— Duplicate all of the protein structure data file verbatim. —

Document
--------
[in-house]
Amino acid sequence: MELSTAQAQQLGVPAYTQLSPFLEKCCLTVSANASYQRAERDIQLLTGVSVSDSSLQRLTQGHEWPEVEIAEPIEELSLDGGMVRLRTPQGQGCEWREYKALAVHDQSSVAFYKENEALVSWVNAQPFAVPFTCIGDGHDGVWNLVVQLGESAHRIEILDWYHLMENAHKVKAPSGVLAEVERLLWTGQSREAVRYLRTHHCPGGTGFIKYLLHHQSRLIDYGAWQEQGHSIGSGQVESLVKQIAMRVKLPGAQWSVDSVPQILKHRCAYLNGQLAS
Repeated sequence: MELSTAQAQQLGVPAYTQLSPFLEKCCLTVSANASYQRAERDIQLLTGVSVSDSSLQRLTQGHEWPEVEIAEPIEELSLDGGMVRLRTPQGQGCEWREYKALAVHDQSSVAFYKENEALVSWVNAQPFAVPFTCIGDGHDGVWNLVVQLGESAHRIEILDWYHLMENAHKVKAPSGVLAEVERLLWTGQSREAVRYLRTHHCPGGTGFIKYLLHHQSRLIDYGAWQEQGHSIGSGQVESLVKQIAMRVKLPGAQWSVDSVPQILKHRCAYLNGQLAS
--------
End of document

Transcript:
[in-house]
Amino acid sequence: MELSTAQAQQLGVPAYTQLSPFLEKCCLTVSANASYQRAERDIQLLTGVSVSDSSLQRLTQGHEWPEVEIAEPIEELSLDGGMVRLRTPQGQGCEWREYKALAVHDQSSVAFYKENEALVSWVNAQPFAVPFTCIGDGHDGVWNLVVQLGESAHRIEILDWYHLMENAHKVKAPSGVLAEVERLLWTGQSREAVRYLRTHHCPGGTGFIKYLLHHQSRLIDYGAWQEQGHSIGSGQVESLVKQIAMRVKLPGAQWSVDSVPQILKHRCAYLNGQLAS
Repeated sequence: MELSTAQAQQLGVPAYTQLSPFLEKCCLTVSANASYQRAERDIQLLTGVSVSDSSLQRLTQGHEWPEVEIAEPIEELSLDGGMVRLRTPQGQGCEWREYKALAVHDQSSVAFYKENEALVSWVNAQPFAVPFTCIGDGHDGVWNLVVQLGESAHRIEILDWYHLMENAHKVKAPSGVLAEVERLLWTGQSREAVRYLRTHHCPGGTGFIKYLLHHQSRLIDYGAWQEQGHSIGSGQVESLVKQIAMRVKLPGAQWSVDSVPQILKHRCAYLNGQLAS